Cortical calcification in sturge-weber syndrome on MRI-SWI: Relation to brain perfusion status and seizure severity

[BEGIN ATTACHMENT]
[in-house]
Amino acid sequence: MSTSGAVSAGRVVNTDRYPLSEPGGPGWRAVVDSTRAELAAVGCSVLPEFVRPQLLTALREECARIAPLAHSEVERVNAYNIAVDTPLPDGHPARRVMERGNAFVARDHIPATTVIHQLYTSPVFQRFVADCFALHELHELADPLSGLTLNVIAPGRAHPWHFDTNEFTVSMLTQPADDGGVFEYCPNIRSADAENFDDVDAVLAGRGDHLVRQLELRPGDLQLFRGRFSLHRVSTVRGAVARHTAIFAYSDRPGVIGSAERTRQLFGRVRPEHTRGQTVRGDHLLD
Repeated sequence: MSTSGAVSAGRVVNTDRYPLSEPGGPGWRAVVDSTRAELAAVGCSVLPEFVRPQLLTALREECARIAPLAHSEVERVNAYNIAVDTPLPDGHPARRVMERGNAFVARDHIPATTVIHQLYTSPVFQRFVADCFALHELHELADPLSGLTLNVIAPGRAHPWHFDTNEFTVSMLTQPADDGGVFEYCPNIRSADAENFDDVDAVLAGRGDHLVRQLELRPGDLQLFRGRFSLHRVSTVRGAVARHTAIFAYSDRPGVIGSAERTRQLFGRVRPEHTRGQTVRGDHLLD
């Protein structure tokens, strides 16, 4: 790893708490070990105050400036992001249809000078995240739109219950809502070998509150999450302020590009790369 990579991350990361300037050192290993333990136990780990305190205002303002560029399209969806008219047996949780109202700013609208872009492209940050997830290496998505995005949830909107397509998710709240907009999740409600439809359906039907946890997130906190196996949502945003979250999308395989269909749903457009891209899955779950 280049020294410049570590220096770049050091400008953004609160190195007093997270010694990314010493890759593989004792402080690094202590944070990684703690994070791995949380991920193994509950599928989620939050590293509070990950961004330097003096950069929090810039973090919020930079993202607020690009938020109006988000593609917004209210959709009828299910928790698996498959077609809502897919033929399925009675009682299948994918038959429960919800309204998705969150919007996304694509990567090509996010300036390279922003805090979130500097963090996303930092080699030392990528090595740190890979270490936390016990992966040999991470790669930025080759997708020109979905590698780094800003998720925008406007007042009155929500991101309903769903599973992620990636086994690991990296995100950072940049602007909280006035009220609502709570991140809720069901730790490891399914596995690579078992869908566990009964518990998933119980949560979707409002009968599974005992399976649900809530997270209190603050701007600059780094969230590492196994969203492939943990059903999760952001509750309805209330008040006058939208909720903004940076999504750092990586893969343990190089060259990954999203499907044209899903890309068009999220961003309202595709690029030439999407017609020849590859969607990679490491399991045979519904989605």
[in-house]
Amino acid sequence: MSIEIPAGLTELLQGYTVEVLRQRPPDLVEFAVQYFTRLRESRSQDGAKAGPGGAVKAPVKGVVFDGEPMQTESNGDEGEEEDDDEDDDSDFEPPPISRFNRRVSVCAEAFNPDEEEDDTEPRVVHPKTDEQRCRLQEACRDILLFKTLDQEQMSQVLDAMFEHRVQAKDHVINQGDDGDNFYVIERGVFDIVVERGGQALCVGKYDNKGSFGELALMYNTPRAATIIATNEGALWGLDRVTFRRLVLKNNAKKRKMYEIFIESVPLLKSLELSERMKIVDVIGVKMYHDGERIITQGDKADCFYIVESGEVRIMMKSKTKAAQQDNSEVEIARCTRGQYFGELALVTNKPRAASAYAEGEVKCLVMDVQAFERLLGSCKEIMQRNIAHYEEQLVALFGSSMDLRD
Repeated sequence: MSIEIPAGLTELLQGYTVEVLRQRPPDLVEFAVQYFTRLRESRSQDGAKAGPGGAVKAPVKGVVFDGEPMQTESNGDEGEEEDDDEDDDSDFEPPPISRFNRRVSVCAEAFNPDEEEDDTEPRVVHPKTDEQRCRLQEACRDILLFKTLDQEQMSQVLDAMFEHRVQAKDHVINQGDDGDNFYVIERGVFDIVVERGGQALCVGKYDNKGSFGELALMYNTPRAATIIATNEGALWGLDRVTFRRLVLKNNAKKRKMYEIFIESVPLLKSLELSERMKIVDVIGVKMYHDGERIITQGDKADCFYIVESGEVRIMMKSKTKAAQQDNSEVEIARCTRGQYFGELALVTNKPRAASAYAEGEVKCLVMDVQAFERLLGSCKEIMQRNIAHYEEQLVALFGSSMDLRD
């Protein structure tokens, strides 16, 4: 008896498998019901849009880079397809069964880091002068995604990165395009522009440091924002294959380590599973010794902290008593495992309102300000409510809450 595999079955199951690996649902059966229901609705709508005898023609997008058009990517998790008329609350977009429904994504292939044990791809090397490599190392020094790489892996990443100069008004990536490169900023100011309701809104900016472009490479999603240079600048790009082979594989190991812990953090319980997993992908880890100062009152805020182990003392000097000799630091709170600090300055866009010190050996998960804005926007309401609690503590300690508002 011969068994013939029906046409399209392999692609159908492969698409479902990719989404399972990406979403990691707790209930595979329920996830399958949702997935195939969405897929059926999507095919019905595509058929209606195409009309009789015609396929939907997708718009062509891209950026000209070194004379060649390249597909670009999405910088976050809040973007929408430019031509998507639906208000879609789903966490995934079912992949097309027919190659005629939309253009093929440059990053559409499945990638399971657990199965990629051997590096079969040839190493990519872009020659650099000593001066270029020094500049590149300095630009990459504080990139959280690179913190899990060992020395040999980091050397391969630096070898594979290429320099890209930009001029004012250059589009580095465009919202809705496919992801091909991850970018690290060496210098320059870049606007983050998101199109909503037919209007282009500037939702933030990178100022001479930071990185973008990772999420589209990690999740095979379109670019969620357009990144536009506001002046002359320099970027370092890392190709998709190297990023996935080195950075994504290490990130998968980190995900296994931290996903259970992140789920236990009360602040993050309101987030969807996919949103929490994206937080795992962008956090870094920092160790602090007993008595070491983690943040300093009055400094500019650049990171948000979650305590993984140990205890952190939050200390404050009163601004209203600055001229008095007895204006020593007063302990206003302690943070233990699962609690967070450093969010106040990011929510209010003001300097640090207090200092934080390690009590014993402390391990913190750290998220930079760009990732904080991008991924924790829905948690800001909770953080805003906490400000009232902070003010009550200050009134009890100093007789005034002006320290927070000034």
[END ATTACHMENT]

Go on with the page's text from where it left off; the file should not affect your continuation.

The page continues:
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PURPOSE: To determine the relationship between calcified cortex and perfusion status of white matter and seizure severity in patients with Sturge-Weber Syndrome (SWS), a sporadic neurocutaneous disorder characterized by a leptomeningeal angioma, progressive brain ischemia, and a high incidence of seizures using susceptibility weighted imaging (SWI) and dynamic susceptibility contrast-enhanced perfusion weighted imaging (DSC-PWI). MATERIALS AND METHODS: Fifteen children (ages: 0.9-10 years) with unilateral SWS prospectively underwent magnetic resonance imaging (MRI). The degree of cortical calcification was assessed using SWI while perfusion status was quantified using DSC-PWI images (asymmetries of various perfusion parameters). Comparisons between calcification, perfusion status, and seizure variables were performed. RESULTS: Patients with severely calcified cortex demonstrated significantly lower perfusion in the ipsilateral white matter (mean asymmetry: -0.52 ± 0.22) as compared to patients with only mildly calcified cortex or no calcification (mean asymmetry: 0.08 ± 0.25). Patients with severely calcified cortex also suffered from a higher seizure burden (a composite measure of seizure frequency and epilepsy duration; P = 0.01) and a trend for earlier seizure onset and longer epilepsy duration. CONCLUSION: Severe calcification in the affected hemisphere is related to severely decreased perfusion in underlying white matter and is associated with more severe epilepsy in SWS patients.
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